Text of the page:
While Chapel Hill Mayor Pam Hemminger is used to speaking at a variety of venues, the middle of a forest is not a typical one.
Members of the Town government and Chapel Hill residents traveled off the beaten path Saturday to celebrate a new nature preserve in Chapel Hill.
The North Carolina Botanical Garden Foundation, the support organization for the North Carolina Botanical Garden, held a celebration in honor of its recent acquisition of the Cochrane property. The property enjoys protected status as a nature preserve, meaning it will not be able to be built upon or taken by the city or state government. Hiking trails will also be added and maintained for use by the public.
The Cochrane property spans 12.8 acres and borders Parker Road. The property is adjacent to Parker Preserve and the Mason Farm Biological Reserve, both of which are owned by the University.
The Botanical Garden Foundation was able to purchase the property using a grant from the N.C. Clean Water Management Trust Fund, which gives to conservation projects in North Carolina every year.
Johnny Randall, the director of conservation programs for the N.C. Botanical Garden Foundation, said he has been working on acquiring the property for conservation for 18 years, and in 2015 began discussing the purchase of the property with the Cochrane family.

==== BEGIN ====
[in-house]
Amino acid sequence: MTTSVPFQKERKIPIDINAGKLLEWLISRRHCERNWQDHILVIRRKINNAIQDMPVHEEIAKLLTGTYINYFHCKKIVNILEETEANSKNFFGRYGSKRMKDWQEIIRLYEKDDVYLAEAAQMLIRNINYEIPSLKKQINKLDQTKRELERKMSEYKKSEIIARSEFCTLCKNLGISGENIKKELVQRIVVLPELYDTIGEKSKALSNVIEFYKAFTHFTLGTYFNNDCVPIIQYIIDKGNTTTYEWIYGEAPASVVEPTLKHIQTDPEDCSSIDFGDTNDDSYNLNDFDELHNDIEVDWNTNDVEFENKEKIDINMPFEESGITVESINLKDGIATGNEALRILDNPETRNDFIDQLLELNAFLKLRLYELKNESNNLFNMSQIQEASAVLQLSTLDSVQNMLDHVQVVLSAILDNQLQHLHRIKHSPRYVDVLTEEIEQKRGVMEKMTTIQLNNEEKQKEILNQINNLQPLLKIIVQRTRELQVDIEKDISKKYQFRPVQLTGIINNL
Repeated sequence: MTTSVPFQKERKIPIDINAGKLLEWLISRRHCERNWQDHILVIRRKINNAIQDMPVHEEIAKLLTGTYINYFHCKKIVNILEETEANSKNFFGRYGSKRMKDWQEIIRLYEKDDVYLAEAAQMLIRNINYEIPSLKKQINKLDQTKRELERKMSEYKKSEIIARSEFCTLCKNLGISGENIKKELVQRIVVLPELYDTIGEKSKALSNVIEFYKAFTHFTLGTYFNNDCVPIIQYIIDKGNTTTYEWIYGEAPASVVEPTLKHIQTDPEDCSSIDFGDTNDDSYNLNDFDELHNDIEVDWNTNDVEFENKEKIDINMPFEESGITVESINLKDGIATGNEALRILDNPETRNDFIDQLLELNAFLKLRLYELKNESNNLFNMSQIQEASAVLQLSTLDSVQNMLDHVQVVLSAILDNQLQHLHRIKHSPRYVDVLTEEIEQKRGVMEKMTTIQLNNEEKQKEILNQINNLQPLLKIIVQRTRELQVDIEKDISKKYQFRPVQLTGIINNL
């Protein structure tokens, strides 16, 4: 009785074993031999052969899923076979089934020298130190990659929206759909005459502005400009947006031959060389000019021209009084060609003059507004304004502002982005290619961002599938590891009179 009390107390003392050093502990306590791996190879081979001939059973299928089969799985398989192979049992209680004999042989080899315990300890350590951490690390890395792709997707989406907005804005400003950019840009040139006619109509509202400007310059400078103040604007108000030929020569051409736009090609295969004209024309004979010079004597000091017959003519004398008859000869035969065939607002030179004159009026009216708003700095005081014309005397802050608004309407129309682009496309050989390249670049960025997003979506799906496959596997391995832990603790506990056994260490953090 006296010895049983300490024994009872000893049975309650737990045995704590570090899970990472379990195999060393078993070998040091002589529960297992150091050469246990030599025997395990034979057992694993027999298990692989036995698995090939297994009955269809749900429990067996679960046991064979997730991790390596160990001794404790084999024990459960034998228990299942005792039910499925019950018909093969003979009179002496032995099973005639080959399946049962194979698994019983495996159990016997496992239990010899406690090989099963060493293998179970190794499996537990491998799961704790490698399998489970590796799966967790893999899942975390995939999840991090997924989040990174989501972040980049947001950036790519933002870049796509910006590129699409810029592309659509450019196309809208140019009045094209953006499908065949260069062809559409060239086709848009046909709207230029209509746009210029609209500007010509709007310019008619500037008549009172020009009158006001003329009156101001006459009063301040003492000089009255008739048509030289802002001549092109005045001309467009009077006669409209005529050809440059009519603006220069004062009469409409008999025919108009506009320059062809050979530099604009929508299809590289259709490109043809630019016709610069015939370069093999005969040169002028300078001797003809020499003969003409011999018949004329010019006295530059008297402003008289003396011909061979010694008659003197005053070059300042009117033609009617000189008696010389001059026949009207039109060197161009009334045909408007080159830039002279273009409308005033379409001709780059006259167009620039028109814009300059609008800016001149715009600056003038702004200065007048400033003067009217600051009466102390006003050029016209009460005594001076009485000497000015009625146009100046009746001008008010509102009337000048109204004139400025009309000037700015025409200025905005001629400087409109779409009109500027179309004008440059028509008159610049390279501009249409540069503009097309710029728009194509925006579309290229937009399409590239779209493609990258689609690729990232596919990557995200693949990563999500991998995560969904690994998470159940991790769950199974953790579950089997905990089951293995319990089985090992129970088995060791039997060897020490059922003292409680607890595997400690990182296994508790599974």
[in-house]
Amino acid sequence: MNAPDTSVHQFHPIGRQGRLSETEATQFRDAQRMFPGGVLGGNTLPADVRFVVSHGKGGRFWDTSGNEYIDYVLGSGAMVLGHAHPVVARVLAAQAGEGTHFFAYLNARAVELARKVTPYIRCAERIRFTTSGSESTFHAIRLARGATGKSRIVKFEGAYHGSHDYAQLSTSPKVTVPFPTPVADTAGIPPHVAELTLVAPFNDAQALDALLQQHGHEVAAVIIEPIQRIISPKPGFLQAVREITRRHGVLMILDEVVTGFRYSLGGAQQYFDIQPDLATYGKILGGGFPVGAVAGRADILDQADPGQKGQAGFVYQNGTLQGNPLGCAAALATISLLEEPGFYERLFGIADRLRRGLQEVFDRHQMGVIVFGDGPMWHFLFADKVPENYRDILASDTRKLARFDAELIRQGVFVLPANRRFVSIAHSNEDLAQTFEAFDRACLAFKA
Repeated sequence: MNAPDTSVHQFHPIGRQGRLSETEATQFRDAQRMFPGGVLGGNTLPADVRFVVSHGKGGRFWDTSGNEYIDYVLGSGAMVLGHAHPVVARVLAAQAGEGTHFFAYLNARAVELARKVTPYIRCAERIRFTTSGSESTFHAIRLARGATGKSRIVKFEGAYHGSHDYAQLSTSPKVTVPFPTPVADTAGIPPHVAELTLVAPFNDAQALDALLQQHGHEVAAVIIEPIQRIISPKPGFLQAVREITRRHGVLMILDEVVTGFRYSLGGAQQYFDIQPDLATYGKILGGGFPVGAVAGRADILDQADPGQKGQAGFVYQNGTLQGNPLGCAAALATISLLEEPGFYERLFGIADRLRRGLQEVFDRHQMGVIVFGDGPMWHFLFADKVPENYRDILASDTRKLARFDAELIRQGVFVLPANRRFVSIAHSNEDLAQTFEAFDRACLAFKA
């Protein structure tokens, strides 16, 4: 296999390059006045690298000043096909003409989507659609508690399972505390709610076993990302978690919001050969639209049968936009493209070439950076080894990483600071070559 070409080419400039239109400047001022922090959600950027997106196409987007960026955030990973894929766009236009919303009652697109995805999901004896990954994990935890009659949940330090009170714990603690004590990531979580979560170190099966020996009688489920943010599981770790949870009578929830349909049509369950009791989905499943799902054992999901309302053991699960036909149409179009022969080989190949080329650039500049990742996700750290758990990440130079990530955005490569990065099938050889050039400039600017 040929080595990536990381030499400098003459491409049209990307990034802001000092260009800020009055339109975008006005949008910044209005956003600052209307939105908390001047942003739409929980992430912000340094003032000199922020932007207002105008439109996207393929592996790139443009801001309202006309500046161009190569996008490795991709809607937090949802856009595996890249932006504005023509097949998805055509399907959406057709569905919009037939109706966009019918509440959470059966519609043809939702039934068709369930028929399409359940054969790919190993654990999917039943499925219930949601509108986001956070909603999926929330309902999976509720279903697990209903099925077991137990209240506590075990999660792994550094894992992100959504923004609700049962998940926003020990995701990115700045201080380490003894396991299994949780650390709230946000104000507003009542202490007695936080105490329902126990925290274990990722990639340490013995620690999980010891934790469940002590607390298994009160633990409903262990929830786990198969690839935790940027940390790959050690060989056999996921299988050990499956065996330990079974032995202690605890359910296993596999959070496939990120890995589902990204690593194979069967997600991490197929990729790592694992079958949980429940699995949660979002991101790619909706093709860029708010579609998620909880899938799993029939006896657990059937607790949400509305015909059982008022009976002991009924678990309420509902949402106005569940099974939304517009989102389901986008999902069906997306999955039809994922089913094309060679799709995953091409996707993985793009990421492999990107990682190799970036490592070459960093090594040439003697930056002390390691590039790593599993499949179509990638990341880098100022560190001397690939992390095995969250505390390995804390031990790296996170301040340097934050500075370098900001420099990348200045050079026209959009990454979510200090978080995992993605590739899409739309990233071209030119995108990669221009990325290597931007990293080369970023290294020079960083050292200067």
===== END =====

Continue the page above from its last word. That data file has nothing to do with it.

The Botanical Garden Foundation explained in 2018 that the property is ecologically important because of its biological diversity and potential to provide public natural spaces.
Hemminger said at the event that the Town is pleased to be a part of the conservation of the property because they value conservation.
“In today’s broader community we are growing and feeling the pressures of growth from all different directions, and it's so important to remember to preserve and protect and also make available to the public these special places to be," she said. "These are part of our Town goals, to have these green spaces for future generations.”
John Wilson, vice chairperson of the Clean Water Management Trust Fund, said the property will provide significant amounts of recreation for the community.
“This is really a spectacular project. It is great for us to be able to protect something like this," he said. "Our funds are limited and the competition is intense. This year alone we were only able to fund a quarter of the $65 million in applications that came before us.”
Even while he was celebrating his success of the preservation of the Cochrane property, Randall said there is always more that can be done when it comes to conservation and preservation.
“When you deal with conservation biology, you are always at work,” he said.
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